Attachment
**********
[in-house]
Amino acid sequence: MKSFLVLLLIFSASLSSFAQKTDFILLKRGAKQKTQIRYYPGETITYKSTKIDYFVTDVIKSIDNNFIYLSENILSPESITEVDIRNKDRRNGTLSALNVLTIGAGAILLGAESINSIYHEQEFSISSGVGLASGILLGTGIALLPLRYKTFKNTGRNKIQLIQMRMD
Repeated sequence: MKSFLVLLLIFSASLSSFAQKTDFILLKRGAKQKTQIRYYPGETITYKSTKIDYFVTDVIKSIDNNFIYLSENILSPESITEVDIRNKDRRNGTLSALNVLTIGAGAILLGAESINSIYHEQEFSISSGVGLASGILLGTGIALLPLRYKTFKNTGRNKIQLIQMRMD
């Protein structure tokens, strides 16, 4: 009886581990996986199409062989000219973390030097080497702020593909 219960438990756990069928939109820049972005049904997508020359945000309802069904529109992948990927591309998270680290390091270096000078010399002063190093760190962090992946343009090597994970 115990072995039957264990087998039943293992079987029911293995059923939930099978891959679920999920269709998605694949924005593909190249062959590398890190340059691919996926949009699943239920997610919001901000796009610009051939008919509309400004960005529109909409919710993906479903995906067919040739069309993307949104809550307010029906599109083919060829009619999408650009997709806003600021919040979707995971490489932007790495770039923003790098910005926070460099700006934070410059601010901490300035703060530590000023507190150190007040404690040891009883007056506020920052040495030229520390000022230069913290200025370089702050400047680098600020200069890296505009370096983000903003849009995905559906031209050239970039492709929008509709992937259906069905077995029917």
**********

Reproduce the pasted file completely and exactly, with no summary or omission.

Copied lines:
[in-house]
Amino acid sequence: MKSFLVLLLIFSASLSSFAQKTDFILLKRGAKQKTQIRYYPGETITYKSTKIDYFVTDVIKSIDNNFIYLSENILSPESITEVDIRNKDRRNGTLSALNVLTIGAGAILLGAESINSIYHEQEFSISSGVGLASGILLGTGIALLPLRYKTFKNTGRNKIQLIQMRMD
Repeated sequence: MKSFLVLLLIFSASLSSFAQKTDFILLKRGAKQKTQIRYYPGETITYKSTKIDYFVTDVIKSIDNNFIYLSENILSPESITEVDIRNKDRRNGTLSALNVLTIGAGAILLGAESINSIYHEQEFSISSGVGLASGILLGTGIALLPLRYKTFKNTGRNKIQLIQMRMD
């Protein structure tokens, strides 16, 4: 009886581990996986199409062989000219973390030097080497702020593909 219960438990756990069928939109820049972005049904997508020359945000309802069904529109992948990927591309998270680290390091270096000078010399002063190093760190962090992946343009090597994970 115990072995039957264990087998039943293992079987029911293995059923939930099978891959679920999920269709998605694949924005593909190249062959590398890190340059691919996926949009699943239920997610919001901000796009610009051939008919509309400004960005529109909409919710993906479903995906067919040739069309993307949104809550307010029906599109083919060829009619999408650009997709806003600021919040979707995971490489932007790495770039923003790098910005926070460099700006934070410059601010901490300035703060530590000023507190150190007040404690040891009883007056506020920052040495030229520390000022230069913290200025370089702050400047680098600020200069890296505009370096983000903003849009995905559906031209050239970039492709929008509709992937259906069905077995029917």